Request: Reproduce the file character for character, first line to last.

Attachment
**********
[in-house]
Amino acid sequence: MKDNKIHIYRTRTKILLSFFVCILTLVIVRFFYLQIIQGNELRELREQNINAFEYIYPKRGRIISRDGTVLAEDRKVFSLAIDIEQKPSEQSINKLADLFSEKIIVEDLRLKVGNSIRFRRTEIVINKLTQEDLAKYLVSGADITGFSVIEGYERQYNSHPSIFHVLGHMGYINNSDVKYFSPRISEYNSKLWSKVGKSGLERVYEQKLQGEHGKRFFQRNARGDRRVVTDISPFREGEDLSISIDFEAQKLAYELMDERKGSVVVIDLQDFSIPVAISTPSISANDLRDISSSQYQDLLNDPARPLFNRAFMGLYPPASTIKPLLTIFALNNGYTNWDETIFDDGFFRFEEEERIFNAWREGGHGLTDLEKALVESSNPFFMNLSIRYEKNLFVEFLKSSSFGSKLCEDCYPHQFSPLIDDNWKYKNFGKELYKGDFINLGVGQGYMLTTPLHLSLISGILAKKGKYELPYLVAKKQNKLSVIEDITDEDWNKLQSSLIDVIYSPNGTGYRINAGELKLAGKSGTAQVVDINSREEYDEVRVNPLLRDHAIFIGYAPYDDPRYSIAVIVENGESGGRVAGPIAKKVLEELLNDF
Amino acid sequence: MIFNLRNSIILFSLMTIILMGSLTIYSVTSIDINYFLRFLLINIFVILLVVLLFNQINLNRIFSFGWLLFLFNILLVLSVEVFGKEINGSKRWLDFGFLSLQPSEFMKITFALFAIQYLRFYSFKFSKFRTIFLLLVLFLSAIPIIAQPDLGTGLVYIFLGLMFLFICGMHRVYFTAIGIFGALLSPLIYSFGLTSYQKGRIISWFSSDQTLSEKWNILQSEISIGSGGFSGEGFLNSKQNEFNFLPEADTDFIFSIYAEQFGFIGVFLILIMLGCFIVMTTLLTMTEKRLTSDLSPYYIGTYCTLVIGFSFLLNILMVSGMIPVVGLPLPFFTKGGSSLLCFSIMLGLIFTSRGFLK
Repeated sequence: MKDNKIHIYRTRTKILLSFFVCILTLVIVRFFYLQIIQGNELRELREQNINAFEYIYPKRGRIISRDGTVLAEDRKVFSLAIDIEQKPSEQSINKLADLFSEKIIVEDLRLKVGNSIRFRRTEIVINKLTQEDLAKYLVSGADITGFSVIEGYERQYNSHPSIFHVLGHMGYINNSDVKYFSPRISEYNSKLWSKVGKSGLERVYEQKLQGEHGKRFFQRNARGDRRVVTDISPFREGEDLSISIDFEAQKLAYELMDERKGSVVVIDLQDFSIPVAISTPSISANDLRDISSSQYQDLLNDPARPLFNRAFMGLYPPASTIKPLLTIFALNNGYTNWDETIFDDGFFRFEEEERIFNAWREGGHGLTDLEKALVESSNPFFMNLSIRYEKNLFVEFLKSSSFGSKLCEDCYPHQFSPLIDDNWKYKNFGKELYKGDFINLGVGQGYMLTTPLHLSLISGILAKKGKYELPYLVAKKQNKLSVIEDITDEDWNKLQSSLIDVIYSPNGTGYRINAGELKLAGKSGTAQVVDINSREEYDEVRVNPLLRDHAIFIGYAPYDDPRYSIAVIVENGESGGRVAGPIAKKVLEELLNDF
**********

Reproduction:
[in-house]
Amino acid sequence: MKDNKIHIYRTRTKILLSFFVCILTLVIVRFFYLQIIQGNELRELREQNINAFEYIYPKRGRIISRDGTVLAEDRKVFSLAIDIEQKPSEQSINKLADLFSEKIIVEDLRLKVGNSIRFRRTEIVINKLTQEDLAKYLVSGADITGFSVIEGYERQYNSHPSIFHVLGHMGYINNSDVKYFSPRISEYNSKLWSKVGKSGLERVYEQKLQGEHGKRFFQRNARGDRRVVTDISPFREGEDLSISIDFEAQKLAYELMDERKGSVVVIDLQDFSIPVAISTPSISANDLRDISSSQYQDLLNDPARPLFNRAFMGLYPPASTIKPLLTIFALNNGYTNWDETIFDDGFFRFEEEERIFNAWREGGHGLTDLEKALVESSNPFFMNLSIRYEKNLFVEFLKSSSFGSKLCEDCYPHQFSPLIDDNWKYKNFGKELYKGDFINLGVGQGYMLTTPLHLSLISGILAKKGKYELPYLVAKKQNKLSVIEDITDEDWNKLQSSLIDVIYSPNGTGYRINAGELKLAGKSGTAQVVDINSREEYDEVRVNPLLRDHAIFIGYAPYDDPRYSIAVIVENGESGGRVAGPIAKKVLEELLNDF
Amino acid sequence: MIFNLRNSIILFSLMTIILMGSLTIYSVTSIDINYFLRFLLINIFVILLVVLLFNQINLNRIFSFGWLLFLFNILLVLSVEVFGKEINGSKRWLDFGFLSLQPSEFMKITFALFAIQYLRFYSFKFSKFRTIFLLLVLFLSAIPIIAQPDLGTGLVYIFLGLMFLFICGMHRVYFTAIGIFGALLSPLIYSFGLTSYQKGRIISWFSSDQTLSEKWNILQSEISIGSGGFSGEGFLNSKQNEFNFLPEADTDFIFSIYAEQFGFIGVFLILIMLGCFIVMTTLLTMTEKRLTSDLSPYYIGTYCTLVIGFSFLLNILMVSGMIPVVGLPLPFFTKGGSSLLCFSIMLGLIFTSRGFLK
Repeated sequence: MKDNKIHIYRTRTKILLSFFVCILTLVIVRFFYLQIIQGNELRELREQNINAFEYIYPKRGRIISRDGTVLAEDRKVFSLAIDIEQKPSEQSINKLADLFSEKIIVEDLRLKVGNSIRFRRTEIVINKLTQEDLAKYLVSGADITGFSVIEGYERQYNSHPSIFHVLGHMGYINNSDVKYFSPRISEYNSKLWSKVGKSGLERVYEQKLQGEHGKRFFQRNARGDRRVVTDISPFREGEDLSISIDFEAQKLAYELMDERKGSVVVIDLQDFSIPVAISTPSISANDLRDISSSQYQDLLNDPARPLFNRAFMGLYPPASTIKPLLTIFALNNGYTNWDETIFDDGFFRFEEEERIFNAWREGGHGLTDLEKALVESSNPFFMNLSIRYEKNLFVEFLKSSSFGSKLCEDCYPHQFSPLIDDNWKYKNFGKELYKGDFINLGVGQGYMLTTPLHLSLISGILAKKGKYELPYLVAKKQNKLSVIEDITDEDWNKLQSSLIDVIYSPNGTGYRINAGELKLAGKSGTAQVVDINSREEYDEVRVNPLLRDHAIFIGYAPYDDPRYSIAVIVENGESGGRVAGPIAKKVLEELLNDF